Mexican artists have created public murals for centuries, with some works being documented as far back as the 16th century, but modern Mexican graffiti-type murals can be traced to the early part of the 20th century, when artists such as Jos Clemente Orozco, Diego Rivera and David Alfaro Siqueiros covered walls with politically and culturally inspired murals.

In 1921, Orozco, Rivera and Siqueiros were commissioned by the Mexican government to create public art, and the trio painted murals on the walls of public buildings around the country. Their works offered social, national and religious themes. Each of the three artists achieved international acclaim and went on to create murals in the United States and elsewhere.

Since then, graffiti has been an important political tool for Mexican artists. But, in Neza (Ciudad Nezahualcoyotl), a poor community near Mexico City, murals have become an important means for expression, maybe even survival. “It covers walls, even cars if they sit still too long,” says professor Randy Hanson in an online article by Cathy DeShano for Colby-Sawyer College.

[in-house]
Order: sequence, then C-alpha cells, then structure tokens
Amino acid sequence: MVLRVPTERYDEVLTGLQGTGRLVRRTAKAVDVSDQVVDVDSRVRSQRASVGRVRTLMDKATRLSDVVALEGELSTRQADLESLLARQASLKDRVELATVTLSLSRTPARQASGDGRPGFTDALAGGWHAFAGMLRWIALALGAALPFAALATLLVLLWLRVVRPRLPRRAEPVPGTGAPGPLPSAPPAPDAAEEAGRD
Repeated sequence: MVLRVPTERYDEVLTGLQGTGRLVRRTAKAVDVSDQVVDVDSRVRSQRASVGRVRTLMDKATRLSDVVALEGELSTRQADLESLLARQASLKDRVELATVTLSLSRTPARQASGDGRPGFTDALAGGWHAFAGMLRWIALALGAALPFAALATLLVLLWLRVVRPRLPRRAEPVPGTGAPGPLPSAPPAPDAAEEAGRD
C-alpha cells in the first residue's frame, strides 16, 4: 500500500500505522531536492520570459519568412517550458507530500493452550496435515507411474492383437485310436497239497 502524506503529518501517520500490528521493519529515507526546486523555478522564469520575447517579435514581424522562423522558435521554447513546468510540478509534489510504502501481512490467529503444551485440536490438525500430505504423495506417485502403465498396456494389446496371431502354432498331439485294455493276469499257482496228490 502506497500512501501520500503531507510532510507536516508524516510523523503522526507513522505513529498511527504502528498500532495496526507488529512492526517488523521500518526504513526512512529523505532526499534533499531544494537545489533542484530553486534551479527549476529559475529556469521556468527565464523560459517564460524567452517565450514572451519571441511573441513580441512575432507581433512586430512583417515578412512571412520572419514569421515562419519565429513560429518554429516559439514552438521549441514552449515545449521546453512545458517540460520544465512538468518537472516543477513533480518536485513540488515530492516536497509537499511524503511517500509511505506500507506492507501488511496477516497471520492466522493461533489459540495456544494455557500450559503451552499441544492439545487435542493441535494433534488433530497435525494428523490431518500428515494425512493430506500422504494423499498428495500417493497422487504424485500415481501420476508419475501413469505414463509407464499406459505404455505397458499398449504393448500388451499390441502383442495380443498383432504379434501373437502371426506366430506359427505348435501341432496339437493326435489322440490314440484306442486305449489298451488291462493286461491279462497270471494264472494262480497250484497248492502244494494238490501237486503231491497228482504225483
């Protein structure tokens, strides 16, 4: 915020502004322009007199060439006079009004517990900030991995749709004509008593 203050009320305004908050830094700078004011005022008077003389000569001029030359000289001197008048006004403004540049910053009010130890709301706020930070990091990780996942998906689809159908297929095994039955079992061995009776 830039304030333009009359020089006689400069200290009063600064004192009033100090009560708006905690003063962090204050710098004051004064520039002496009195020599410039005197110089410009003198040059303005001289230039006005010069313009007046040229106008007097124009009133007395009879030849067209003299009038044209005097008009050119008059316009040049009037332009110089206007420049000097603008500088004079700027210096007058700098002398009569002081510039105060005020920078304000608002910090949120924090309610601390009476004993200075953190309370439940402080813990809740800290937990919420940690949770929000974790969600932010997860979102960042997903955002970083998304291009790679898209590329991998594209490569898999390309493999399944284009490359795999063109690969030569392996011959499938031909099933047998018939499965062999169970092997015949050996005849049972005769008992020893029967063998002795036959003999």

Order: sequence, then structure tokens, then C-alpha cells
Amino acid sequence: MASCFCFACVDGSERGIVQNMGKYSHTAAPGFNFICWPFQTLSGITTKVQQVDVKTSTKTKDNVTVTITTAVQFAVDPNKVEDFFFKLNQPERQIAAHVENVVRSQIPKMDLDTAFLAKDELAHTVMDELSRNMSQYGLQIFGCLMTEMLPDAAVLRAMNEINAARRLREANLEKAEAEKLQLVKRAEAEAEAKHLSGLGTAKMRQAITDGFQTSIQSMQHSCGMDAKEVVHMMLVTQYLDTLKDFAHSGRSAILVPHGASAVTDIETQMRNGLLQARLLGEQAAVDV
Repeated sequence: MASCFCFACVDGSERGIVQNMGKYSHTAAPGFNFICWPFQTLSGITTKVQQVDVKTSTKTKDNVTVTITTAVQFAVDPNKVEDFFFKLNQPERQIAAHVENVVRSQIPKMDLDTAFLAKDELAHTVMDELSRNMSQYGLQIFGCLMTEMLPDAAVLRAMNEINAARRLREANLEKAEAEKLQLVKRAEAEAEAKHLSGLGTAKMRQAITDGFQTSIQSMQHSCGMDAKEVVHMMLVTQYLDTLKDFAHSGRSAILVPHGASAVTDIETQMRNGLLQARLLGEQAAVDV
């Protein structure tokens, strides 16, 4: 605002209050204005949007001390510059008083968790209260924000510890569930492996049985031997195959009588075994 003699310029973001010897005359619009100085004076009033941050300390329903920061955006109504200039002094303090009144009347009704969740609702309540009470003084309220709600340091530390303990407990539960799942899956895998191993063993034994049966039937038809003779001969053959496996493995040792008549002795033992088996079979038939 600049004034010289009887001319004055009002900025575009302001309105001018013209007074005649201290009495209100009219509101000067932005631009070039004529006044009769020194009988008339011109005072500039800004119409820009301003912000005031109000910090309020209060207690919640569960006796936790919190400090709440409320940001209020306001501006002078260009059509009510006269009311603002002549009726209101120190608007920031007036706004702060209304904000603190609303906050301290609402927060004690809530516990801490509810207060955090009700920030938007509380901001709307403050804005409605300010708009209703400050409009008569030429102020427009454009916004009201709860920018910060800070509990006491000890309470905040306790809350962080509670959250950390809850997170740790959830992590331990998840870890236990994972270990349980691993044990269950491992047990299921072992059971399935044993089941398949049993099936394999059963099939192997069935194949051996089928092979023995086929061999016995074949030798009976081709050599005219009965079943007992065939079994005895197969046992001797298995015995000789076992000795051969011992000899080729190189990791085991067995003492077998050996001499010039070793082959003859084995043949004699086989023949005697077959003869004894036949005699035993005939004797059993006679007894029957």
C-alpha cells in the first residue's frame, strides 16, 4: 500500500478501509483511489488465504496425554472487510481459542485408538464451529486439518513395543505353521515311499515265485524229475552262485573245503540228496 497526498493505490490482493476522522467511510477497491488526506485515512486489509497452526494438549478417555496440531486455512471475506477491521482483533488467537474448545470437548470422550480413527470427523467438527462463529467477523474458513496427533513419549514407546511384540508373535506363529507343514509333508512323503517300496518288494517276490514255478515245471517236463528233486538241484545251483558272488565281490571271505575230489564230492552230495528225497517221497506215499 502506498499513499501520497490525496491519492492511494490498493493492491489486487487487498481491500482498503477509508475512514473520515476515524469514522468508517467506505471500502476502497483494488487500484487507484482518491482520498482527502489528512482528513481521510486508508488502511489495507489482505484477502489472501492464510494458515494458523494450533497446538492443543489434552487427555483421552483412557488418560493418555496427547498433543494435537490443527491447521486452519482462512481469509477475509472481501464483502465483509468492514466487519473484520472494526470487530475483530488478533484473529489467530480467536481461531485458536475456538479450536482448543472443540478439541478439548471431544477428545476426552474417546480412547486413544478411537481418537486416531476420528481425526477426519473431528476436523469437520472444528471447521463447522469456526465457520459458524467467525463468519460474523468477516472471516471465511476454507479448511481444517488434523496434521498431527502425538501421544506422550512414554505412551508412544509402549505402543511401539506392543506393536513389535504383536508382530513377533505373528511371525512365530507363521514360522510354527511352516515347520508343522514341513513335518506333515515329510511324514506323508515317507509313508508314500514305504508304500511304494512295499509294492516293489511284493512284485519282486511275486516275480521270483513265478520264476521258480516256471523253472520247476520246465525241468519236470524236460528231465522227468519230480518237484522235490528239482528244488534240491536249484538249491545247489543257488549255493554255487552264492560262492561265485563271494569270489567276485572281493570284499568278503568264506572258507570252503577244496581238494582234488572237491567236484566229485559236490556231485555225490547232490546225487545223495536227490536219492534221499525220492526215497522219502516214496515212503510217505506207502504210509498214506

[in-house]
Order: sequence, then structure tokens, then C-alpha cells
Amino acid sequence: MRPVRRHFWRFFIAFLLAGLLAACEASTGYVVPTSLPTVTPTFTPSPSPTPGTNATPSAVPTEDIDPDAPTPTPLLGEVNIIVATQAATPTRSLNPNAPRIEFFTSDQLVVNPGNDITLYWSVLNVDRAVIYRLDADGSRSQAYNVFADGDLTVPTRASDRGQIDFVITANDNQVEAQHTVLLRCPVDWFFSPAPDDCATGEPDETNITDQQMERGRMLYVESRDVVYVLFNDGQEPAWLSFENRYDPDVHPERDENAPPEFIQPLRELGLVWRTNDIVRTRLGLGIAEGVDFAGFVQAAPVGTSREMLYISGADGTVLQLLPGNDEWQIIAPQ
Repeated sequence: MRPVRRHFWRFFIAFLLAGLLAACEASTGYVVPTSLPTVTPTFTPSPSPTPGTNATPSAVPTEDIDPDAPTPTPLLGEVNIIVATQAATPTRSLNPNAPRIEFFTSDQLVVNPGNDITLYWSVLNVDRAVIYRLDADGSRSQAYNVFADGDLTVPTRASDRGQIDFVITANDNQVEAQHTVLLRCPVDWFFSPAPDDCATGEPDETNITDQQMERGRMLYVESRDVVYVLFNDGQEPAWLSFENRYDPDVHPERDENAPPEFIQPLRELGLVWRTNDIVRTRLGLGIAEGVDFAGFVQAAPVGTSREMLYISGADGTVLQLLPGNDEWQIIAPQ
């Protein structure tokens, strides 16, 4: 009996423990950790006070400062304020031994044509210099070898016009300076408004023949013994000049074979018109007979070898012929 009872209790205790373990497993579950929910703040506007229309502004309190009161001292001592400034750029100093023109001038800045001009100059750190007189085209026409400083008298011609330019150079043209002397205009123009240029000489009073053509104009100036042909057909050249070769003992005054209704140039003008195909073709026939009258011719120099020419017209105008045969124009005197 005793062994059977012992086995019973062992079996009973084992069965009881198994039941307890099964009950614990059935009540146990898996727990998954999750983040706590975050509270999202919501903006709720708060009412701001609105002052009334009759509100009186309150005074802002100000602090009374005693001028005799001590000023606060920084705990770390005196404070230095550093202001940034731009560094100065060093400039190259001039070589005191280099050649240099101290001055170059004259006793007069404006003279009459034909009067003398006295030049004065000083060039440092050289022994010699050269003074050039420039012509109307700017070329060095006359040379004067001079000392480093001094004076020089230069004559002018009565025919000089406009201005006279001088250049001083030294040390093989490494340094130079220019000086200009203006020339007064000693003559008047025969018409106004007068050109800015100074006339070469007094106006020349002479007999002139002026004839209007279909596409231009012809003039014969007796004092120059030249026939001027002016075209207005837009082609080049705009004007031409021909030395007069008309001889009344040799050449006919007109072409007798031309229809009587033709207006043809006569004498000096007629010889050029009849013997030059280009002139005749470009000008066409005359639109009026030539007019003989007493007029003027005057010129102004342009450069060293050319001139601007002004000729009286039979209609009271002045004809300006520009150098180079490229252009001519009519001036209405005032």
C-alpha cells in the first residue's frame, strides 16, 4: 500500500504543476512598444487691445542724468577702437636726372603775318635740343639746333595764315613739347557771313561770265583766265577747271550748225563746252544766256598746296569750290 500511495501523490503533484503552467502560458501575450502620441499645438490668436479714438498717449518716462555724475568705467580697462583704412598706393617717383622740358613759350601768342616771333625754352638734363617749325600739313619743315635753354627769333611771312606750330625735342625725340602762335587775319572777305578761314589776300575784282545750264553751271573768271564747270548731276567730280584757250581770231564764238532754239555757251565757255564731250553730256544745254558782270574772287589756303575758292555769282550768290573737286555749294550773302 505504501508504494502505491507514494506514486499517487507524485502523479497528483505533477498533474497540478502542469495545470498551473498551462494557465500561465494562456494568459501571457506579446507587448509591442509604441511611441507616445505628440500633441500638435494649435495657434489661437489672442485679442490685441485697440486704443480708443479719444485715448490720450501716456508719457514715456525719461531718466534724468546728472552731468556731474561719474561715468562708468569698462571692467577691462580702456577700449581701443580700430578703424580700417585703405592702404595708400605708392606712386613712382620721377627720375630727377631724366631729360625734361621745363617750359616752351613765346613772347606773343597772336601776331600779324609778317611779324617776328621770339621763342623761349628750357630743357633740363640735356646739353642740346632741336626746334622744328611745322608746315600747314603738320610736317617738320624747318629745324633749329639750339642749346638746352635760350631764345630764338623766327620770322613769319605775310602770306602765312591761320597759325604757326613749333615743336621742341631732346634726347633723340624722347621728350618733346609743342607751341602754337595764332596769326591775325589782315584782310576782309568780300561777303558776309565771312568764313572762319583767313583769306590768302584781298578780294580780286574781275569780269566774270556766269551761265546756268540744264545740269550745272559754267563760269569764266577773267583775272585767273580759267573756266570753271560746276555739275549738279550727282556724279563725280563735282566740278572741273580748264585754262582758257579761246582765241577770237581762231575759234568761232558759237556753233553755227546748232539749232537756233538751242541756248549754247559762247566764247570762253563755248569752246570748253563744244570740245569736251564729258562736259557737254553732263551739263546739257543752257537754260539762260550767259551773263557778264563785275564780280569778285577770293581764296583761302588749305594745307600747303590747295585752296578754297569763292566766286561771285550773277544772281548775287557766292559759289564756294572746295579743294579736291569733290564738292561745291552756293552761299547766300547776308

“We believe that, at least in Neza, it’s not just about poor people not having a voice, but comes out of Mexico’s revolutionary mural culture and a culture of public painting for political and advertising purposes,” continues professor Hanson. “It’s also important for the sheer creativity and ingenuity shown.”

Mexican artists are known for making political statements in public spaces, and the walls of Neza are no exception. Images here support (or denounce) the country’s political parties, address globalization and advertise products. We also noticed an arresting amount of twisted Aztec imagery.

Nearly any surface is a suitable canvas for Neza’s graffiti artists. “Wherever you walk in our neighborhood, the walls are talking to you,” says professor Ann Page Stecker in the same article. “Artists pile their creations on top of each other.”

Unlike their neighbor to the north, the Mexican government, and its local agencies and authorities, have traditionally encouraged public works of arte. One of the scenes included here is of a graffiti-covered government-sponsored recreation center. As professor Hanson states, “Since the 1920s, Mexicans have been taught that public walls are a good place – maybe the best place – for art that is del pueblo (from the people).”